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You may not feel comfortable about it, but it’s a good idea to chat about these issues fairly regularly with your teen as part of your everyday conversations. For example, if a story about smoking or drugs comes up in the news or in a programme you watch, you could ask them what they think. The more open you are about these topics, the more likely your teen will be to come to you if they have any issues, for example, if they’ve started vaping and want to give up, or if they’re worried about being pressured into taking drugs.

Our page on talking and listening to your teen has more tips on encouraging your teen to open up to you, while our page on vaping, smoking, alcohol and drugs has more information about why teens experiment with these substances, how to spot the signs and where you can get support.

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Talking to young people about vaping, smoking, alcohol and drugs

If you’ve spotted some of the signs that your teen may be experimenting with vaping, smoking, alcohol or drugs or you’re concerned about their behaviour, here are some tips for having a productive conversation about it.

Tip #1: Stay calm

If you suspect or find out that your teen has been vaping, smoking, drinking or taking drugs you may well feel upset or angry. But try to stay calm when you talk to them about it, as shouting and accusing them never gets us anywhere. If you need to let off steam, try talking to a trusted friend or family member instead.

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Tip #2: Don't jump to conclusions

Many of the signs of vaping or tobacco, alcohol or drug use are also text book signs that your child is growing up and their hormones are running rampant! So don’t put two and two together and make five. And even if you’re sure, accusing or blaming them won’t help.

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Tip #3: Pick your moment

Pick a good moment to talk to your teen, when you’ve time to have a proper discussion. If your teen comes home drunk or you’ve just found vapes, cigarettes or drug paraphernalia in their room, wait until they’re sober or you’ve calmed down before talking about it.

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Tip #4: Know your facts

There are lots of reasons why your teen will be better off not vaping, smoking, drinking when they’re underage or taking drugs. So it’s a good idea to read up on the facts so you can talk to them in a balanced, informed way. There’s no need to bombard them with info, just make sure you know what you’re talking about.

Here are some sources that can help:

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Tip #5: Plan what you're going to say

It may help you keep calm if you work out in advance what you’ll say. Sticking to your script could stop the conversation turning into an argument.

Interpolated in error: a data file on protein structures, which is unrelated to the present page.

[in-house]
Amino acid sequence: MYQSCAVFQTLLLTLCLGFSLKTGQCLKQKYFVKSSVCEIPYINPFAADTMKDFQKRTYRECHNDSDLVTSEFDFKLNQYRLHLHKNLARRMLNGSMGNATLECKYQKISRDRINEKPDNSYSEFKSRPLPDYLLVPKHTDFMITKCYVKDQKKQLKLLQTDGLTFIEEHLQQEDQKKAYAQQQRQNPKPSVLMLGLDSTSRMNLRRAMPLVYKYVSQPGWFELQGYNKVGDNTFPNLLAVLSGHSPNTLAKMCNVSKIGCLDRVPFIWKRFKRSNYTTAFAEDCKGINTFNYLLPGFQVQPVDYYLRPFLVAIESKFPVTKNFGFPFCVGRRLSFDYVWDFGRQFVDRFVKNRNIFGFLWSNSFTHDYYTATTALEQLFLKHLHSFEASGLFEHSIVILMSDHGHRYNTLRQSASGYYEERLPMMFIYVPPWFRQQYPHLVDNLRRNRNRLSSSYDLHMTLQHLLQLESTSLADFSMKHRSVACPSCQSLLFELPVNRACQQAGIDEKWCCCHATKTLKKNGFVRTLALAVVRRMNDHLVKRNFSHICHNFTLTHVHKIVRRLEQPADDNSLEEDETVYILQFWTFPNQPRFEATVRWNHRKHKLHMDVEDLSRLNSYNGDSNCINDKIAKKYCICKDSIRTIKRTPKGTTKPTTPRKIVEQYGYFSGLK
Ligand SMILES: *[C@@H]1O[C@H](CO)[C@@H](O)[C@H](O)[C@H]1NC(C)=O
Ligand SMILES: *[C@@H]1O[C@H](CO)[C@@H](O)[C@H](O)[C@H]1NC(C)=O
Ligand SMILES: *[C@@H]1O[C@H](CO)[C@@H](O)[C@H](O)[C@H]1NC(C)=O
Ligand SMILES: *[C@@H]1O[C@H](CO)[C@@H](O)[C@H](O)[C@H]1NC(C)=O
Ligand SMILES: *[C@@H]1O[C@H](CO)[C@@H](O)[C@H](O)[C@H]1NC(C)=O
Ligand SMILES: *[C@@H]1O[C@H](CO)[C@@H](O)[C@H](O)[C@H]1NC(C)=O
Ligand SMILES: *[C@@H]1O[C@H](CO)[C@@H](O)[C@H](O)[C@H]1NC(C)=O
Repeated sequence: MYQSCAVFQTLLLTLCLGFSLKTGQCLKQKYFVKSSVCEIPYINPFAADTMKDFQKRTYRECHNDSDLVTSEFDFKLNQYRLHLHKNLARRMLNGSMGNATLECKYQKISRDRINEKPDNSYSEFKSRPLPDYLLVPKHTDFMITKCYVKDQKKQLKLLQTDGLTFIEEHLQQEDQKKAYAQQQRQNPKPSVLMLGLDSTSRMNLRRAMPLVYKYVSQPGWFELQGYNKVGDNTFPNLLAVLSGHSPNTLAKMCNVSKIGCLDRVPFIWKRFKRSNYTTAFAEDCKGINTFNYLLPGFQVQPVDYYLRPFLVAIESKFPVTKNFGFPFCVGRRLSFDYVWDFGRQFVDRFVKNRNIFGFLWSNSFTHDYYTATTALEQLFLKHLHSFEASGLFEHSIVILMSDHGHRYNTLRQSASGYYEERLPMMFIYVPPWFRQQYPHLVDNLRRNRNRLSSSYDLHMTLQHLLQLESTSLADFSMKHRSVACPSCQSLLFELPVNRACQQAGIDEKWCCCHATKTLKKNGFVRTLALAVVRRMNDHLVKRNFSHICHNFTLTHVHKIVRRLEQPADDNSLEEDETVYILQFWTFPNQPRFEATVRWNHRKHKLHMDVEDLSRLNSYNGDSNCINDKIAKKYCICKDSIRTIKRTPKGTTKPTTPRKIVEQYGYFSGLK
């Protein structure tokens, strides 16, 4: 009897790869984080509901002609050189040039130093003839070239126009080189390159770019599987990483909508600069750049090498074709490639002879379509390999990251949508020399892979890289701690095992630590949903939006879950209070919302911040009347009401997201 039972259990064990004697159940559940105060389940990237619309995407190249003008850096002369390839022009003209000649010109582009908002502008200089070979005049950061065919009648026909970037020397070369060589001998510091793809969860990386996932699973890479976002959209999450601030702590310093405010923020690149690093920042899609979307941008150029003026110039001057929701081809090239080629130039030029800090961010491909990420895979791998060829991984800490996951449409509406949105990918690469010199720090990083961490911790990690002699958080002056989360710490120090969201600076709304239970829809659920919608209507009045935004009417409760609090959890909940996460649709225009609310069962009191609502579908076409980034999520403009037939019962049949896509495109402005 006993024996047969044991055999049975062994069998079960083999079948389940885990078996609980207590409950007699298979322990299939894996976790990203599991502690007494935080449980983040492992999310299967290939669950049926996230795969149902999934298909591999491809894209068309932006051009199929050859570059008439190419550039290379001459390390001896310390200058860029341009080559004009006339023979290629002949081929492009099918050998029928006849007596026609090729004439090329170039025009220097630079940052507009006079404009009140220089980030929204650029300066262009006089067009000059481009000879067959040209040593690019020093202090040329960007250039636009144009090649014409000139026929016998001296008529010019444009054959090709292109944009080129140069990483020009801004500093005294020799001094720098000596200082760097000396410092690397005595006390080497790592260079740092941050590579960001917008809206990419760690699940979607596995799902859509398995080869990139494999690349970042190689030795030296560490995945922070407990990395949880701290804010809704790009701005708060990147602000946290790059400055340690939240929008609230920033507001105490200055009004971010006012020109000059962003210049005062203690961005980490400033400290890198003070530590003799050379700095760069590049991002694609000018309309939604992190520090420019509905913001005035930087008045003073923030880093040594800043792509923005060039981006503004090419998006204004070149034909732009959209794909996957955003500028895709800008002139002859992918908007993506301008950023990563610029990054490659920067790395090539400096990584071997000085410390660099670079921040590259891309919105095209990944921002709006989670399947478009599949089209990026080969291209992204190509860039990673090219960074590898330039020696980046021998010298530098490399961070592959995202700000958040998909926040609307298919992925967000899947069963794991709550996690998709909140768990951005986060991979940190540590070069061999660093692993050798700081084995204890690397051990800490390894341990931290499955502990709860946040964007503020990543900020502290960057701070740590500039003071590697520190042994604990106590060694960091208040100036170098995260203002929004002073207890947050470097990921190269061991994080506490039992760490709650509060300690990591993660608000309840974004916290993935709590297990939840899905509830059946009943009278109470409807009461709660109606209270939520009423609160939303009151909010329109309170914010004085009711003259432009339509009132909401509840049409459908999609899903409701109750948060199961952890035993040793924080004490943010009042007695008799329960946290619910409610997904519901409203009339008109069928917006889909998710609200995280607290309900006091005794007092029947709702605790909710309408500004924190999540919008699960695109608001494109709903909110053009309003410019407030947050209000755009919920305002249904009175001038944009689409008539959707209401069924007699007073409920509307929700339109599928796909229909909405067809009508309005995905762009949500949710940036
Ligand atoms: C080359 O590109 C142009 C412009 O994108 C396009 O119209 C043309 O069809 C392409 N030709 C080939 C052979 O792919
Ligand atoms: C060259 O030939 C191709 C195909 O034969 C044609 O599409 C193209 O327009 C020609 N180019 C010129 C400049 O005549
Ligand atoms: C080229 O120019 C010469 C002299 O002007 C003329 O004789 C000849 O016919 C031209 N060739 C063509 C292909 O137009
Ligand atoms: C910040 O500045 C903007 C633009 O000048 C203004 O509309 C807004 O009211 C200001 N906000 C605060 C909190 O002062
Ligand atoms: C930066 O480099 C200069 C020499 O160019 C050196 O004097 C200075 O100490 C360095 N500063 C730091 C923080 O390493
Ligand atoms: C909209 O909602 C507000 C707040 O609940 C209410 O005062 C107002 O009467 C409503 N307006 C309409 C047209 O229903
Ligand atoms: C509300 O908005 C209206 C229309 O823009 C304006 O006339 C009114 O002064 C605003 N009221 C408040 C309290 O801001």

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Tip #6: Try to stay positive

Try not to blame your child or to talk about worst case scenarios. Instead, focus on how you can support them.

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Tip #7: Help your teen make informed choices

Upset child with mother

Because their brains are still developing, teenagers don’t always think things through, and may not have considered the consequences of what they’re doing. You know your child best, so have a think about which things are likely to strike a chord with them. For example:

  • If sport is important to them, you could talk about how smoking, drinking and drugs can damage their body and affect their performance. 
  • You could talk about how expensive these habits are, and what other things they could be spending their money on, like going to the cinema, seeing live music or buying new clothes. You could point out that because nicotine, drugs and alcohol are addictive, they could end up spending far more on them than they realise.
  • If they’re concerned about the health of the planet, you could talk about how smoking and vaping and illegal drugs are harming the environment.
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Tip #8: Focus on their behaviour

It may help to talk about how your teen is behaving before discussing vaping, smoking, alcohol or drugs. For example, if they’ve been irritable, withdrawn or angry you could start by saying you’ve noticed this and then ask them if there’s anything they’d like to talk about.

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Tip #9: Listen to what they have to say

Don’t let the conversation be one-sided. Encourage your teen to talk about why they feel the urge to smoke, vape, drink or take drugs. Understanding this could help you help them. For example:

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Tip #10: It's okay to let them know you're worried

Although it’s best to keep calm when you’re talking to your teen, it’s okay to let them know that you’re worried. If you explain why you’re worried, this may help them understand how their behaviour affects the whole family, not just themselves.

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Getting help and support

If you’re concerned about your teen’s behaviour, you don’t have to cope with the situation on your own. Our page on vaping, smoking, alcohol and drugs lists organisations offering help and support, starting with your GP.  

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